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London Film Festival Review: The Shape Of Water – “A dazzling achievement”

The Shape of Water is, of course, Guillermo Del Toro’s latest film. Although all his films are deeply personal, it feels like his most intimate expression since Pan’s Labyrinth. It’s undeniably the closest in feel and tone to his Spanish-language films. It also marks the first time that Del Toro has ever been 100% happy with one of his films: he says that even decided against doing a commentary track for the eventual Blu-Ray because he thinks the film can speak for itself.

The film is set in 1962, at the height of the cold war. It concerns a mute cleaner, Elisa (Sally Hawkins), who becomes wrapped up in a government discovery of a creature known as “The Asset.” She soon befriends the creature (Doug Jones), which is a mixture of Abe Sapien from his Hellboy films and the Creature from the Black Lagoon in design. He is abused by a sadistic security officer, Strickland (Michael Shannon), and the government is interested in using it for the space race because it can switch between breathing mechanisms. Elisa soon falls in love with the creature, but first she needs to rescue it from the military lab where it is being held.

Del Toro manages to beautifully weave a love story with a monster movie and a conspiracy thriller. However, despite these intersecting genre conventions, it’s first and foremost a love story about how love, in reality, takes no shape (hence the title, because water is a shapeless chemical substance.) It deals with both sexual and platonic love, for example, Elisa’s neighbour Giles (Richard Jenkins) is a closeted gay man but they clearly love each other. Del Toro obviously included a gay character to add to the notion that love takes no shape, species, gender etc. He used Jenkins because he played a gay FBI agent in the underrated Flirting with Disaster—Del Toro liked the matter-of-fact nature of how Jenkins played it, he never played it “gay.” The role of Giles was written for Ian McKellen who would’ve been wonderful but it would’ve been a very different performance.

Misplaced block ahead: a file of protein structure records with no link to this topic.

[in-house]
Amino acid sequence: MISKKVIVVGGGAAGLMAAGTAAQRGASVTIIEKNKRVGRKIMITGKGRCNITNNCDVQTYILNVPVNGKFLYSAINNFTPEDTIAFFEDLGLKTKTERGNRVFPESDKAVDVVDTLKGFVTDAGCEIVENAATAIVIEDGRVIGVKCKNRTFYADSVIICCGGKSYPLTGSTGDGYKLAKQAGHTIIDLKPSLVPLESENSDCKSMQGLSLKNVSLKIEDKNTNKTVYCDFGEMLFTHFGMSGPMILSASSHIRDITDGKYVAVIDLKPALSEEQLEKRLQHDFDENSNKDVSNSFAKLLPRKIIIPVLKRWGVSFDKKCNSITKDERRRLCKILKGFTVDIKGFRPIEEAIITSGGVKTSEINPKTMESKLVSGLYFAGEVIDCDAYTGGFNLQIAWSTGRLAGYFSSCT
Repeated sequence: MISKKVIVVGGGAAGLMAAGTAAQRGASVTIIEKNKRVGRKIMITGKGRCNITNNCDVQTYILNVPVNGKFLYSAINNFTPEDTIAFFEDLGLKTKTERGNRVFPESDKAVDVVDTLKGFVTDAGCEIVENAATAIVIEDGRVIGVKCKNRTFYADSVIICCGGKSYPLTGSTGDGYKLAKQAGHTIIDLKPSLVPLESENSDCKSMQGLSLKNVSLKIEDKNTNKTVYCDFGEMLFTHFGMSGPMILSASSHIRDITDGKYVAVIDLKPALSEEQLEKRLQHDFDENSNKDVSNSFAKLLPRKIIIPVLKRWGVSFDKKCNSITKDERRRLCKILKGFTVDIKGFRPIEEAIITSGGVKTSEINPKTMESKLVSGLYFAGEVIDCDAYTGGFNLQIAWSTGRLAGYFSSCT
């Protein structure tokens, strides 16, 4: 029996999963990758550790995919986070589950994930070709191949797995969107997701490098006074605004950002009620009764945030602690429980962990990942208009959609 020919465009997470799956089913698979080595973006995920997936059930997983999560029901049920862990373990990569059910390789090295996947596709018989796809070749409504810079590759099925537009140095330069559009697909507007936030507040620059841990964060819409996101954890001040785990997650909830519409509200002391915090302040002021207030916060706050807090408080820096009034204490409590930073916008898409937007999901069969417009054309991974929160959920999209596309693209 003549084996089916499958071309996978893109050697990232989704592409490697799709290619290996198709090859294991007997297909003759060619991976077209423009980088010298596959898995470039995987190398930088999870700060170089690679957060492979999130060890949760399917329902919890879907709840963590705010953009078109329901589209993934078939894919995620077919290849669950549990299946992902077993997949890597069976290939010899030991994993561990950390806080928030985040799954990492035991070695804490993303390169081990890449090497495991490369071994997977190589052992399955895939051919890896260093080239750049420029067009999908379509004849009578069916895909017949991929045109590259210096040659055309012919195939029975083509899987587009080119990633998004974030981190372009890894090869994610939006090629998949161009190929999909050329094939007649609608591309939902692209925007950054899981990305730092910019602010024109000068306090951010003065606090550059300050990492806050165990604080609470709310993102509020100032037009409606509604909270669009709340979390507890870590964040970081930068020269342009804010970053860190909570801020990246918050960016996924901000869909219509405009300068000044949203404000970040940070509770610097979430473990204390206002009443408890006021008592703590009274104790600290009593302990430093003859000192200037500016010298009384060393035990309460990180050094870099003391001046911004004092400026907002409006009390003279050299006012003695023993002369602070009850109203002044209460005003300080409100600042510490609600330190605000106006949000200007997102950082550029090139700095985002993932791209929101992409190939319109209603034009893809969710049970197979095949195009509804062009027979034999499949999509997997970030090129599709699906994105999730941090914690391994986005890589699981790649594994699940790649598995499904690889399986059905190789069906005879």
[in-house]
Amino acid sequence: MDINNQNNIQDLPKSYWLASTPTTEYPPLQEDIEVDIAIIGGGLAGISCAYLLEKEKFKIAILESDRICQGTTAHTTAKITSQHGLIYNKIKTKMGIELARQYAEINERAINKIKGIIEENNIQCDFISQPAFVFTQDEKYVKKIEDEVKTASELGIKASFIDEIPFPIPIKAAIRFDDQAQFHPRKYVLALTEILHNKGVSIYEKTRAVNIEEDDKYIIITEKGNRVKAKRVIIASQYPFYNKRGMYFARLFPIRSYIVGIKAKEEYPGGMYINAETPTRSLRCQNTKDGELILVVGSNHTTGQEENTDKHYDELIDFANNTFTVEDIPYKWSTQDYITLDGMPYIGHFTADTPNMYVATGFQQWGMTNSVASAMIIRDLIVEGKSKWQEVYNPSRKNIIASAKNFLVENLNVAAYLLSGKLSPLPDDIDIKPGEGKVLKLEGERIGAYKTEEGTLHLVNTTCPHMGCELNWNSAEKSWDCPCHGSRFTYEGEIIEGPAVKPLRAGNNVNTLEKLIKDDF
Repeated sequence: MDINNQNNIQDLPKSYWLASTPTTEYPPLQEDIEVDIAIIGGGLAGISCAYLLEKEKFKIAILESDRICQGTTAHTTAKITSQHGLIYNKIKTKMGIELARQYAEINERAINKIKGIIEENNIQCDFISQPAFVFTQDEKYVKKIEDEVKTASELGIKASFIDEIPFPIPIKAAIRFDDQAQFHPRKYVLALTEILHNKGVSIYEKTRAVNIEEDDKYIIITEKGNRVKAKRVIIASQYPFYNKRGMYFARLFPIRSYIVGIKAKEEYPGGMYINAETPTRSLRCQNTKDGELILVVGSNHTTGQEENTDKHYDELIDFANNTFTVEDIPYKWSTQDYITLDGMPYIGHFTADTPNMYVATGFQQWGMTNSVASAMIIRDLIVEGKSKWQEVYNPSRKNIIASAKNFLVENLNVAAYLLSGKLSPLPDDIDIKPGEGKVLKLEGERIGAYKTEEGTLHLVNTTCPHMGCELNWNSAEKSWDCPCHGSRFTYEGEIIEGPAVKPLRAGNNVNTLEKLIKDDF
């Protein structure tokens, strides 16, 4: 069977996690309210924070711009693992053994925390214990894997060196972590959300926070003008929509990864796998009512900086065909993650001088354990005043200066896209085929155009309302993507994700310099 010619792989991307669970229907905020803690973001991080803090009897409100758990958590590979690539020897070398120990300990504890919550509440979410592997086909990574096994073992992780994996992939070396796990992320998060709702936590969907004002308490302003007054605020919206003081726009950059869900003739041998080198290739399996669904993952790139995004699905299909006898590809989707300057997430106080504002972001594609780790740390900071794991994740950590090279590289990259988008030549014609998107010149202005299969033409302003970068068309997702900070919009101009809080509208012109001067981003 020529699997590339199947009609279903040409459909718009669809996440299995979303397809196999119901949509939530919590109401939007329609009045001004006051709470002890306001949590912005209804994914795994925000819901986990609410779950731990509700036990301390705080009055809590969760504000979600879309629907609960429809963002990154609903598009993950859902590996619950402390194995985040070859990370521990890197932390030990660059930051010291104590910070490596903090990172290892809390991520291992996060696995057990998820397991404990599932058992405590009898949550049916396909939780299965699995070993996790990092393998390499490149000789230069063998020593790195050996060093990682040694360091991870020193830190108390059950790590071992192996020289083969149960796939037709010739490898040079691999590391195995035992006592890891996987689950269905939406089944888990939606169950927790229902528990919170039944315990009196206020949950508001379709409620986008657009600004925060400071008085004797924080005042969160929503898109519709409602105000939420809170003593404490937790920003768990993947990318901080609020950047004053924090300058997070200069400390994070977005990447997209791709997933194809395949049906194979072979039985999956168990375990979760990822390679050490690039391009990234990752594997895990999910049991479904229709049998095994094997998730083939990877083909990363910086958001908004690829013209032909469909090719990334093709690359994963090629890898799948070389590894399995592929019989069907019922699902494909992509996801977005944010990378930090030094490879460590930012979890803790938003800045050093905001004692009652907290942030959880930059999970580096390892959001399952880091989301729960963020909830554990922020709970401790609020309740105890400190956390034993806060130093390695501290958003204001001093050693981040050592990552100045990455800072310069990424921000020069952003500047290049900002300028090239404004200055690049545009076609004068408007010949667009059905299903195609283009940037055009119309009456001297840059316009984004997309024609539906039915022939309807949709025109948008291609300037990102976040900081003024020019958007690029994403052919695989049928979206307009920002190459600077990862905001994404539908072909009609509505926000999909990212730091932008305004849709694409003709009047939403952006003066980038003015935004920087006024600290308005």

The cast is expertly chosen, even if they would not have been my first choices for a film that is about a woman falling in love with a fish. For most of the main roles, Del Toro wrote with these specific actors in mind. I’ve never really cared for Sally Hawkins’ on-screen presence before, but in this film, she really lights up the screen in every scene. Michael Shannon is perfect as the menacing villain of the piece which visually would normally be the hero. He is one of the very few actors who can play anything really and is absolutely brilliant in the part. Octavia Spencer was attracted to her role because due to the fact the central couple are not verbal, the film’s dialogue is carried by people who would’ve been oppressed at the time the film is set.

Long-term Del Toro collaborator Doug Jones plays The Asset, and as everyone who is familiar with his work knows, he is much more than a stand-in but a true performer. Without Jones behind this central character, the creature would simply not come alive as it revolves around him.

The film was shot digitally and it doesn’t show, and was said to have come in for under $20 million (a similar budget to Pan’s Labyrinth), with Del Toro waiving his fee to be able to make it. Contrary to the budget size, it is beautifully designed and looks fantastic, and has similarities with Jean-Pierre Jeunet’s films due to the use of colour especially the various shades of green. They have certainly been influenced by the same people, and perhaps had an unconscious influence on each other as well. They have similar tastes, so it’s something of a given that there will be aspects in common.

I would say that The Shape of Water is Del Toro’s most satisfying film since Pan’s Labyrinth, with the possible exception of Hellboy 2—even though all of his films, including his big-budget productions, are deeply personal. It’s a dazzling achievement that plays around with genre so extensively that even incorporates a musical sequence. In sum, The Shape of Water is an important film for the times we are living in and ends with a slightly more hopeful vision than Pan’s Labyrinth. As of this writing, it is a surprise Oscar contender, tipped for a number of awards including Best Actress, Best Director and Best Film. It’s Del Toro at the height of his powers, and gives me hope that he may yet get his plans for At Mountains of Madness off the ground.

The Shape of Water is due out in the US on 8th December 2017 and in UK cinemas on 18th February 2018.

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